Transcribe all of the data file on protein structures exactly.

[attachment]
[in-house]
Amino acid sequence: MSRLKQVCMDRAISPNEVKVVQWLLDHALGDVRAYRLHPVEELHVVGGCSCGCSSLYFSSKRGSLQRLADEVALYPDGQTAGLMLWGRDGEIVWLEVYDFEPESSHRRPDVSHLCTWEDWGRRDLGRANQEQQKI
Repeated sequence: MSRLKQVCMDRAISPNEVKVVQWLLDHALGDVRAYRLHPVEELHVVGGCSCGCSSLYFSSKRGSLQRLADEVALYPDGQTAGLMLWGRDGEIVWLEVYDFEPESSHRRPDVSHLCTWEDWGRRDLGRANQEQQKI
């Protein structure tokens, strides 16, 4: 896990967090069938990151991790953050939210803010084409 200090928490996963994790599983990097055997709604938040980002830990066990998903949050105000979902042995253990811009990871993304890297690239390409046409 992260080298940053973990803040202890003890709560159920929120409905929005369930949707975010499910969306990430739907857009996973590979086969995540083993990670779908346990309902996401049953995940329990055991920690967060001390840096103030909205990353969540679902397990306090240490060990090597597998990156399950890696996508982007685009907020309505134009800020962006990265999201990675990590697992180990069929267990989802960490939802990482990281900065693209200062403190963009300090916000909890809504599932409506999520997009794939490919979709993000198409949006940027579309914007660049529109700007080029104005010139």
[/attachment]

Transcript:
[in-house]
Amino acid sequence: MSRLKQVCMDRAISPNEVKVVQWLLDHALGDVRAYRLHPVEELHVVGGCSCGCSSLYFSSKRGSLQRLADEVALYPDGQTAGLMLWGRDGEIVWLEVYDFEPESSHRRPDVSHLCTWEDWGRRDLGRANQEQQKI
Repeated sequence: MSRLKQVCMDRAISPNEVKVVQWLLDHALGDVRAYRLHPVEELHVVGGCSCGCSSLYFSSKRGSLQRLADEVALYPDGQTAGLMLWGRDGEIVWLEVYDFEPESSHRRPDVSHLCTWEDWGRRDLGRANQEQQKI
């Protein structure tokens, strides 16, 4: 896990967090069938990151991790953050939210803010084409 200090928490996963994790599983990097055997709604938040980002830990066990998903949050105000979902042995253990811009990871993304890297690239390409046409 992260080298940053973990803040202890003890709560159920929120409905929005369930949707975010499910969306990430739907857009996973590979086969995540083993990670779908346990309902996401049953995940329990055991920690967060001390840096103030909205990353969540679902397990306090240490060990090597597998990156399950890696996508982007685009907020309505134009800020962006990265999201990675990590697992180990069929267990989802960490939802990482990281900065693209200062403190963009300090916000909890809504599932409506999520997009794939490919979709993000198409949006940027579309914007660049529109700007080029104005010139």